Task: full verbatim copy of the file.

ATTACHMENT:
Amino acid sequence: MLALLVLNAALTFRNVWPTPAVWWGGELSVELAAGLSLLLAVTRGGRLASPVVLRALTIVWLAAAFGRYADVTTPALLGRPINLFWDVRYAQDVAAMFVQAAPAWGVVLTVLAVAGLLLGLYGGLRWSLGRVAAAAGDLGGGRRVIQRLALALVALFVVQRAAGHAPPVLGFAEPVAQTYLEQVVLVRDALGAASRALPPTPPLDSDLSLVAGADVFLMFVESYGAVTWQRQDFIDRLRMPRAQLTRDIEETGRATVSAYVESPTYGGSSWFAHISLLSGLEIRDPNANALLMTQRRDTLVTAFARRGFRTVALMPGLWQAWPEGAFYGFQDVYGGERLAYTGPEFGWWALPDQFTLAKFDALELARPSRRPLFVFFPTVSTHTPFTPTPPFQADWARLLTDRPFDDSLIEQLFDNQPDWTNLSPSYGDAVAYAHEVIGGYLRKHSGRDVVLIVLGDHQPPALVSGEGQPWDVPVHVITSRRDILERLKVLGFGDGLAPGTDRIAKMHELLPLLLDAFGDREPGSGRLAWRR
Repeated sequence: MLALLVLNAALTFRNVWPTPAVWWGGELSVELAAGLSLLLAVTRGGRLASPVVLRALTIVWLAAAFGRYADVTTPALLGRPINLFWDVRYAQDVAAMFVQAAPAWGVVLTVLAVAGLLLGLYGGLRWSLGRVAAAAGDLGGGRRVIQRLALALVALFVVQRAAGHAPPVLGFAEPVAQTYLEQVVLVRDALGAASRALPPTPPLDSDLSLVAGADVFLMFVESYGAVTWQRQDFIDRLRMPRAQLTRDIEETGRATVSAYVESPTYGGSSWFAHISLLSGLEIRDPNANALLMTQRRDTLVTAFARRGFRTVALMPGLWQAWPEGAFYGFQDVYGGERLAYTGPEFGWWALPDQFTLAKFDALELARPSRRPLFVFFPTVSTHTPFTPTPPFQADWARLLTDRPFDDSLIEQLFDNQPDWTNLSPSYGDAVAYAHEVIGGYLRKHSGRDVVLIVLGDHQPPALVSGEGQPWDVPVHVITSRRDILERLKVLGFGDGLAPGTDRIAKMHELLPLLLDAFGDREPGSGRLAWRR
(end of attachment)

Amino acid sequence: MLALLVLNAALTFRNVWPTPAVWWGGELSVELAAGLSLLLAVTRGGRLASPVVLRALTIVWLAAAFGRYADVTTPALLGRPINLFWDVRYAQDVAAMFVQAAPAWGVVLTVLAVAGLLLGLYGGLRWSLGRVAAAAGDLGGGRRVIQRLALALVALFVVQRAAGHAPPVLGFAEPVAQTYLEQVVLVRDALGAASRALPPTPPLDSDLSLVAGADVFLMFVESYGAVTWQRQDFIDRLRMPRAQLTRDIEETGRATVSAYVESPTYGGSSWFAHISLLSGLEIRDPNANALLMTQRRDTLVTAFARRGFRTVALMPGLWQAWPEGAFYGFQDVYGGERLAYTGPEFGWWALPDQFTLAKFDALELARPSRRPLFVFFPTVSTHTPFTPTPPFQADWARLLTDRPFDDSLIEQLFDNQPDWTNLSPSYGDAVAYAHEVIGGYLRKHSGRDVVLIVLGDHQPPALVSGEGQPWDVPVHVITSRRDILERLKVLGFGDGLAPGTDRIAKMHELLPLLLDAFGDREPGSGRLAWRR
Repeated sequence: MLALLVLNAALTFRNVWPTPAVWWGGELSVELAAGLSLLLAVTRGGRLASPVVLRALTIVWLAAAFGRYADVTTPALLGRPINLFWDVRYAQDVAAMFVQAAPAWGVVLTVLAVAGLLLGLYGGLRWSLGRVAAAAGDLGGGRRVIQRLALALVALFVVQRAAGHAPPVLGFAEPVAQTYLEQVVLVRDALGAASRALPPTPPLDSDLSLVAGADVFLMFVESYGAVTWQRQDFIDRLRMPRAQLTRDIEETGRATVSAYVESPTYGGSSWFAHISLLSGLEIRDPNANALLMTQRRDTLVTAFARRGFRTVALMPGLWQAWPEGAFYGFQDVYGGERLAYTGPEFGWWALPDQFTLAKFDALELARPSRRPLFVFFPTVSTHTPFTPTPPFQADWARLLTDRPFDDSLIEQLFDNQPDWTNLSPSYGDAVAYAHEVIGGYLRKHSGRDVVLIVLGDHQPPALVSGEGQPWDVPVHVITSRRDILERLKVLGFGDGLAPGTDRIAKMHELLPLLLDAFGDREPGSGRLAWRR